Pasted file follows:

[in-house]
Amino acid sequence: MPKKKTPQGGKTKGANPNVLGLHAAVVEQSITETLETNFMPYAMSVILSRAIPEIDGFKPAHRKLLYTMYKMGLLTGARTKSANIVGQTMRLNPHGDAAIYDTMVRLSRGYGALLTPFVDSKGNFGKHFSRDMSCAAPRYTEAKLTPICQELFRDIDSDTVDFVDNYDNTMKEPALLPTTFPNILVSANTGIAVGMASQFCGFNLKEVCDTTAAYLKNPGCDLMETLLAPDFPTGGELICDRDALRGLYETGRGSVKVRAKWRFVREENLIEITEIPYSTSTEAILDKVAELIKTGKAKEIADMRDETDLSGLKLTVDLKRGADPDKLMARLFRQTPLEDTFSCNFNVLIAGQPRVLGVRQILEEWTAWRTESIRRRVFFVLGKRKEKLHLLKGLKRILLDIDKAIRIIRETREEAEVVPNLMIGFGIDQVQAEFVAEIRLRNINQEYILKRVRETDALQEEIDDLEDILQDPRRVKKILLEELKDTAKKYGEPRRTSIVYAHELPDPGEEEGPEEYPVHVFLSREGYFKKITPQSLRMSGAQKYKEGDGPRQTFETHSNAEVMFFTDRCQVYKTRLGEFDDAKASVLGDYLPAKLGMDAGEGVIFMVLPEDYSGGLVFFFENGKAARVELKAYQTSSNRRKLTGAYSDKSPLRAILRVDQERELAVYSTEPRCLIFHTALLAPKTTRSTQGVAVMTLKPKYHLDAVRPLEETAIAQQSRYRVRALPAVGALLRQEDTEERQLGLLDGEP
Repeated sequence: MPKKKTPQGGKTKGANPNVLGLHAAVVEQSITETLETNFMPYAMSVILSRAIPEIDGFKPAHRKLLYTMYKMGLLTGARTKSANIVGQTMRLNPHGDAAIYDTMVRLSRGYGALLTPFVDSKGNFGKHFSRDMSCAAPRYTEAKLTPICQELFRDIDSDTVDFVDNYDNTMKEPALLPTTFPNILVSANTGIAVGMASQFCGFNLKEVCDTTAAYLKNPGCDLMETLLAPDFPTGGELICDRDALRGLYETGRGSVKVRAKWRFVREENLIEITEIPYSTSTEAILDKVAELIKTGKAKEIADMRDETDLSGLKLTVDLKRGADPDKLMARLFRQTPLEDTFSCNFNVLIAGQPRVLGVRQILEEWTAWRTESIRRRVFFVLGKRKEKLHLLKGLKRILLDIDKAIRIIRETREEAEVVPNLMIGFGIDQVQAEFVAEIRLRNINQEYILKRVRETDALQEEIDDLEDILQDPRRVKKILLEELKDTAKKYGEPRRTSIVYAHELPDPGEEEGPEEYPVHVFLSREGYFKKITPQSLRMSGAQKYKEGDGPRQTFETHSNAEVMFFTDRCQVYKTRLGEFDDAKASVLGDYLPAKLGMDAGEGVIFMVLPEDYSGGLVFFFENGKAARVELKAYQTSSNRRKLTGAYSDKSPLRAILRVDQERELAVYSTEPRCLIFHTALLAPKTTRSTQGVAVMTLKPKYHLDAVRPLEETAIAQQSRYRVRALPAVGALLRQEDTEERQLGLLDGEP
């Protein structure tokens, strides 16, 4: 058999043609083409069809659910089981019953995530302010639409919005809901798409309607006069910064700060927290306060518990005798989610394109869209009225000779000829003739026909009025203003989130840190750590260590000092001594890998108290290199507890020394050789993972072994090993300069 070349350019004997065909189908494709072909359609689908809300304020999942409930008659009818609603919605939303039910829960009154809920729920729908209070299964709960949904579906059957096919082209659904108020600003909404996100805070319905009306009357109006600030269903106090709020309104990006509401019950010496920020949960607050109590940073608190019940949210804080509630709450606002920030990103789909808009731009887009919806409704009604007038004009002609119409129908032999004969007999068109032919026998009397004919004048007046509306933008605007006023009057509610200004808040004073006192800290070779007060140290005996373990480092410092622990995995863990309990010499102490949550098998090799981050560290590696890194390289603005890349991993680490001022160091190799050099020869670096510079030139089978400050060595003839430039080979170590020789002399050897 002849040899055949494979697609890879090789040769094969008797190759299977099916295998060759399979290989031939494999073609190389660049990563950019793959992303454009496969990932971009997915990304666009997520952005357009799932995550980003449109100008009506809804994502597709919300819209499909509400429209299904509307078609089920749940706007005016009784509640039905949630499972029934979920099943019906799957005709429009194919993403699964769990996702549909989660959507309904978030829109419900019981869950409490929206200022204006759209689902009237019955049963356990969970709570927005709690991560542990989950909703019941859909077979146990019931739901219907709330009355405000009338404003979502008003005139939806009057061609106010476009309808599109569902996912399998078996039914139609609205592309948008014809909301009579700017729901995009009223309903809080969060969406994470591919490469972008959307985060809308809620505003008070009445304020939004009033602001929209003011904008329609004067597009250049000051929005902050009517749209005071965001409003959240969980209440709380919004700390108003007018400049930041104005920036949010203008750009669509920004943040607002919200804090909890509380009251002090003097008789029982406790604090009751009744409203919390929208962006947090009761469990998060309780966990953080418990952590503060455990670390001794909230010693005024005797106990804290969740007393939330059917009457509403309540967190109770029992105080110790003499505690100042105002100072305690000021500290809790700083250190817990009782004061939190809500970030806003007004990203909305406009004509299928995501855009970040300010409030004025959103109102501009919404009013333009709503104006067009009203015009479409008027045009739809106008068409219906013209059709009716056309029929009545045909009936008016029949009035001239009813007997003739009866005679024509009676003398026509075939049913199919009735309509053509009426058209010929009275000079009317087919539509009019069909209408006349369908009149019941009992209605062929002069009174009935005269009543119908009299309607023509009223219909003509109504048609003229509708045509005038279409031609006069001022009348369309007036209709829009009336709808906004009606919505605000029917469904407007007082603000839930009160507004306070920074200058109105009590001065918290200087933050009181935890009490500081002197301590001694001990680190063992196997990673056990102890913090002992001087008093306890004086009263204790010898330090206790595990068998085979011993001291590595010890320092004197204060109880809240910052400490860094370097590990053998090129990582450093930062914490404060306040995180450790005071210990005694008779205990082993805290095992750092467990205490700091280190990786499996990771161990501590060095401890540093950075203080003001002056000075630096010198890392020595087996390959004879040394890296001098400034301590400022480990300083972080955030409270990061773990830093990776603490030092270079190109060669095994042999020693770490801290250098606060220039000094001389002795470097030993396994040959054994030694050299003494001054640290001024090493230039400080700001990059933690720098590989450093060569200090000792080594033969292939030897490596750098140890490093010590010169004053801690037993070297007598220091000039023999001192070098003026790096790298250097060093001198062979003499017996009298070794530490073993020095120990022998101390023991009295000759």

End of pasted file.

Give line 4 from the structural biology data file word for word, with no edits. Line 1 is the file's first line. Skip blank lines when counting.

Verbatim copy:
């Protein structure tokens, strides 16, 4: 058999043609083409069809659910089981019953995530302010639409919005809901798409309607006069910064700060927290306060518990005798989610394109869209009225000779000829003739026909009025203003989130840190750590260590000092001594890998108290290199507890020394050789993972072994090993300069 070349350019004997065909189908494709072909359609689908809300304020999942409930008659009818609603919605939303039910829960009154809920729920729908209070299964709960949904579906059957096919082209659904108020600003909404996100805070319905009306009357109006600030269903106090709020309104990006509401019950010496920020949960607050109590940073608190019940949210804080509630709450606002920030990103789909808009731009887009919806409704009604007038004009002609119409129908032999004969007999068109032919026998009397004919004048007046509306933008605007006023009057509610200004808040004073006192800290070779007060140290005996373990480092410092622990995995863990309990010499102490949550098998090799981050560290590696890194390289603005890349991993680490001022160091190799050099020869670096510079030139089978400050060595003839430039080979170590020789002399050897 002849040899055949494979697609890879090789040769094969008797190759299977099916295998060759399979290989031939494999073609190389660049990563950019793959992303454009496969990932971009997915990304666009997520952005357009799932995550980003449109100008009506809804994502597709919300819209499909509400429209299904509307078609089920749940706007005016009784509640039905949630499972029934979920099943019906799957005709429009194919993403699964769990996702549909989660959507309904978030829109419900019981869950409490929206200022204006759209689902009237019955049963356990969970709570927005709690991560542990989950909703019941859909077979146990019931739901219907709330009355405000009338404003979502008003005139939806009057061609106010476009309808599109569902996912399998078996039914139609609205592309948008014809909301009579700017729901995009009223309903809080969060969406994470591919490469972008959307985060809308809620505003008070009445304020939004009033602001929209003011904008329609004067597009250049000051929005902050009517749209005071965001409003959240969980209440709380919004700390108003007018400049930041104005920036949010203008750009669509920004943040607002919200804090909890509380009251002090003097008789029982406790604090009751009744409203919390929208962006947090009761469990998060309780966990953080418990952590503060455990670390001794909230010693005024005797106990804290969740007393939330059917009457509403309540967190109770029992105080110790003499505690100042105002100072305690000021500290809790700083250190817990009782004061939190809500970030806003007004990203909305406009004509299928995501855009970040300010409030004025959103109102501009919404009013333009709503104006067009009203015009479409008027045009739809106008068409219906013209059709009716056309029929009545045909009936008016029949009035001239009813007997003739009866005679024509009676003398026509075939049913199919009735309509053509009426058209010929009275000079009317087919539509009019069909209408006349369908009149019941009992209605062929002069009174009935005269009543119908009299309607023509009223219909003509109504048609003229509708045509005038279409031609006069001022009348369309007036209709829009009336709808906004009606919505605000029917469904407007007082603000839930009160507004306070920074200058109105009590001065918290200087933050009181935890009490500081002197301590001694001990680190063992196997990673056990102890913090002992001087008093306890004086009263204790010898330090206790595990068998085979011993001291590595010890320092004197204060109880809240910052400490860094370097590990053998090129990582450093930062914490404060306040995180450790005071210990005694008779205990082993805290095992750092467990205490700091280190990786499996990771161990501590060095401890540093950075203080003001002056000075630096010198890392020595087996390959004879040394890296001098400034301590400022480990300083972080955030409270990061773990830093990776603490030092270079190109060669095994042999020693770490801290250098606060220039000094001389002795470097030993396994040959054994030694050299003494001054640290001024090493230039400080700001990059933690720098590989450093060569200090000792080594033969292939030897490596750098140890490093010590010169004053801690037993070297007598220091000039023999001192070098003026790096790298250097060093001198062979003499017996009298070794530490073993020095120990022998101390023991009295000759």